So what would I suggest he do? First, invest time in learning about light, metering, lenses and composition. There are hundreds of amazing resources on line that will help him (or any photographer) improve their craft, just by looking at photos and reading the articles/blog entries/etc. I am prejudiced of course, but one place to start is at my web site, The Wells Point, with video podcasts and free information for aspiring and accomplished photographers. That is at http://thewellspoint.com/ Reading through all the blogs of interest and watching the various podcasts will be an education in itself. I actually had an intern earlier this year whose “job” it was to read each blog and watch each podacst to find mistakes. She found many and I corrected most of them. (The errors in the podcasts are harder to correct.) As I suspected, she said that all that reading was an incredible education on its own, so I know that this suggestion can work.

Second, take a workshop or a class and practice what was learned in step one above. A photo workshop can be ideal because the shorter format, five to seven days, allows a photographer to concentrate on their skills while shutting out the rest of life’s distractions. Some people prefer semester length classes, with their weekly assignments/meetings to both discipline them and give them a source of creative feedback. A good workshop/class will ratchet up your skills, stimulate your creativity and motivate you to do more (and better) photography. Those will last at least as long and improve your photography as much as a new lens.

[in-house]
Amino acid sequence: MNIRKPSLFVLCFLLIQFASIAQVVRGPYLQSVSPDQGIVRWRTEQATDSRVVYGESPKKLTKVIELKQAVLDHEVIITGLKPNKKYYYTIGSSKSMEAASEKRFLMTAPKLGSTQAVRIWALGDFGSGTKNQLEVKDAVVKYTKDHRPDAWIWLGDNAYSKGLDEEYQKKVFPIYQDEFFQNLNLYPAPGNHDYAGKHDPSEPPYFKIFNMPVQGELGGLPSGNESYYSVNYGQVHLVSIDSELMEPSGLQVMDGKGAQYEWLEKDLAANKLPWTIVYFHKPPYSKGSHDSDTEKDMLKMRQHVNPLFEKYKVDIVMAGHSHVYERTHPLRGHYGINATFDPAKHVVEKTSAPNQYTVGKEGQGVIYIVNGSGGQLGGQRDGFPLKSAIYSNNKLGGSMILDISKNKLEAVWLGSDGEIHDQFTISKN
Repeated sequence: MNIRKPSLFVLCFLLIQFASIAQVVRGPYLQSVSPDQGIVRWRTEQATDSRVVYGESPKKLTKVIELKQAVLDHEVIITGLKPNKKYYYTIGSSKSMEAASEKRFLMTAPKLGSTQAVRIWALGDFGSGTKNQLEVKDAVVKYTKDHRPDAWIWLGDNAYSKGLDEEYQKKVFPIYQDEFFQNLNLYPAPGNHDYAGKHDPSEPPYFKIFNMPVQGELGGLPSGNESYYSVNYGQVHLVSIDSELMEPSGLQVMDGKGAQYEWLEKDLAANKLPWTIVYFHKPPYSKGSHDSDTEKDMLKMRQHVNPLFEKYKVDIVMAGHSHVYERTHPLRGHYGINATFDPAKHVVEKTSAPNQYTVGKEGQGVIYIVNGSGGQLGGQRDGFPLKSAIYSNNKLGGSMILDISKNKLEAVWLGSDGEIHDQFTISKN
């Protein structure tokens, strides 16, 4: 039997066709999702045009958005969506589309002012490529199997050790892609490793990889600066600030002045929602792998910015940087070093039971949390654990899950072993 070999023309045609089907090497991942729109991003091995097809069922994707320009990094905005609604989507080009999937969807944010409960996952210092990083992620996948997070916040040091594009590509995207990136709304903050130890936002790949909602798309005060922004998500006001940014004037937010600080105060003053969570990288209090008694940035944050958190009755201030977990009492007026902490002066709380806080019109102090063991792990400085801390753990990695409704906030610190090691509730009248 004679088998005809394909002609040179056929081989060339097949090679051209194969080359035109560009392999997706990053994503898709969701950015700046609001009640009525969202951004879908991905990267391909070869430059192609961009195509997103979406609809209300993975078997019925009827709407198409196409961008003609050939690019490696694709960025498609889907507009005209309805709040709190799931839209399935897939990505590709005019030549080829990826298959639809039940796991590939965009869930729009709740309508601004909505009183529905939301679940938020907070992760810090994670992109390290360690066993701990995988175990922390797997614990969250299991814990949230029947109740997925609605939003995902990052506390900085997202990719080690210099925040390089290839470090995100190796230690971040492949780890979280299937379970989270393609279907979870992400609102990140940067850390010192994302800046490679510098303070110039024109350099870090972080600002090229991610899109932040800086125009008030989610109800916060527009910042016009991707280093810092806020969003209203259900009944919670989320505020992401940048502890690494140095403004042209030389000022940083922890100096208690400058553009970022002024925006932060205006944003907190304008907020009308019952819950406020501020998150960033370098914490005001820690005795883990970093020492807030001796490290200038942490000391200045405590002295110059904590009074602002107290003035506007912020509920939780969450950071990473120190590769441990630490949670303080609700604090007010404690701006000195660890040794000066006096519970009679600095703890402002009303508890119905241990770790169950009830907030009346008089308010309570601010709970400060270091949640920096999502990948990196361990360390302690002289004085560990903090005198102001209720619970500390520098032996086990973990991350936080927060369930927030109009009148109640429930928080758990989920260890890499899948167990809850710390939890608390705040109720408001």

Third, spend a lot of time looking at the work of other photographers. Try to understand why the images that compel the viewer (or repel the viewer) do that. Looking at an image and saying wow or neat tells you nothing. Learning how to articulate why an image works will help you look at images more comprehensively and will later help you when you are out photographing. I have blogged and podcatsed on methods of critiquing and editing images at:

http://thewellspoint.com/2010/04/16/how-do-you-critique-photographs/

http://thewellspoint.com/2009/12/30/an-introduction-to-critiquing-photographs/